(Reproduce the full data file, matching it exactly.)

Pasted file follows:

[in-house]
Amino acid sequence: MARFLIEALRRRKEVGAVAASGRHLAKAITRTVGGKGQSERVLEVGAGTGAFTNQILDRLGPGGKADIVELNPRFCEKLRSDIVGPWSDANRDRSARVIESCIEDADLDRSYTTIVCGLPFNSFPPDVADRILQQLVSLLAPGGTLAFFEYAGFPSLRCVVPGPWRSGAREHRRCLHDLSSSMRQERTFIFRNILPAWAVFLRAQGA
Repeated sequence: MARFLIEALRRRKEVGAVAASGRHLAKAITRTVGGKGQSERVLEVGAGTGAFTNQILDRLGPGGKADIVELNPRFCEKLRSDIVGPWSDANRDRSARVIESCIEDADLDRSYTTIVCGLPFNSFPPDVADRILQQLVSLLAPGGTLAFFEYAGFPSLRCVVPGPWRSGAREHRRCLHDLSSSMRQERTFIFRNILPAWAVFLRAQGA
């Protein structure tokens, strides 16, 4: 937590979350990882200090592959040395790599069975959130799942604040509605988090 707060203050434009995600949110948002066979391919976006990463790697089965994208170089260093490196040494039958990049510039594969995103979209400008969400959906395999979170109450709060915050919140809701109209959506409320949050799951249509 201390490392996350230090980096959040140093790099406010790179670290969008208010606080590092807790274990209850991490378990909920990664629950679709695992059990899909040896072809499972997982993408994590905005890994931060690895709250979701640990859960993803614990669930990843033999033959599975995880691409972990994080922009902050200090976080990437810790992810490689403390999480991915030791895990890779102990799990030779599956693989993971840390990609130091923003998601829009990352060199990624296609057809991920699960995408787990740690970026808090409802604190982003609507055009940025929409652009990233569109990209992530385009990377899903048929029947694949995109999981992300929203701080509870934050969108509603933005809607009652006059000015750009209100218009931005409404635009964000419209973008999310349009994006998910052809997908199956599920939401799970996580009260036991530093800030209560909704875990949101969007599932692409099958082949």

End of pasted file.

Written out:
[in-house]
Amino acid sequence: MARFLIEALRRRKEVGAVAASGRHLAKAITRTVGGKGQSERVLEVGAGTGAFTNQILDRLGPGGKADIVELNPRFCEKLRSDIVGPWSDANRDRSARVIESCIEDADLDRSYTTIVCGLPFNSFPPDVADRILQQLVSLLAPGGTLAFFEYAGFPSLRCVVPGPWRSGAREHRRCLHDLSSSMRQERTFIFRNILPAWAVFLRAQGA
Repeated sequence: MARFLIEALRRRKEVGAVAASGRHLAKAITRTVGGKGQSERVLEVGAGTGAFTNQILDRLGPGGKADIVELNPRFCEKLRSDIVGPWSDANRDRSARVIESCIEDADLDRSYTTIVCGLPFNSFPPDVADRILQQLVSLLAPGGTLAFFEYAGFPSLRCVVPGPWRSGAREHRRCLHDLSSSMRQERTFIFRNILPAWAVFLRAQGA
């Protein structure tokens, strides 16, 4: 937590979350990882200090592959040395790599069975959130799942604040509605988090 707060203050434009995600949110948002066979391919976006990463790697089965994208170089260093490196040494039958990049510039594969995103979209400008969400959906395999979170109450709060915050919140809701109209959506409320949050799951249509 201390490392996350230090980096959040140093790099406010790179670290969008208010606080590092807790274990209850991490378990909920990664629950679709695992059990899909040896072809499972997982993408994590905005890994931060690895709250979701640990859960993803614990669930990843033999033959599975995880691409972990994080922009902050200090976080990437810790992810490689403390999480991915030791895990890779102990799990030779599956693989993971840390990609130091923003998601829009990352060199990624296609057809991920699960995408787990740690970026808090409802604190982003609507055009940025929409652009990233569109990209992530385009990377899903048929029947694949995109999981992300929203701080509870934050969108509603933005809607009652006059000015750009209100218009931005409404635009964000419209973008999310349009994006998910052809997908199956599920939401799970996580009260036991530093800030209560909704875990949101969007599932692409099958082949």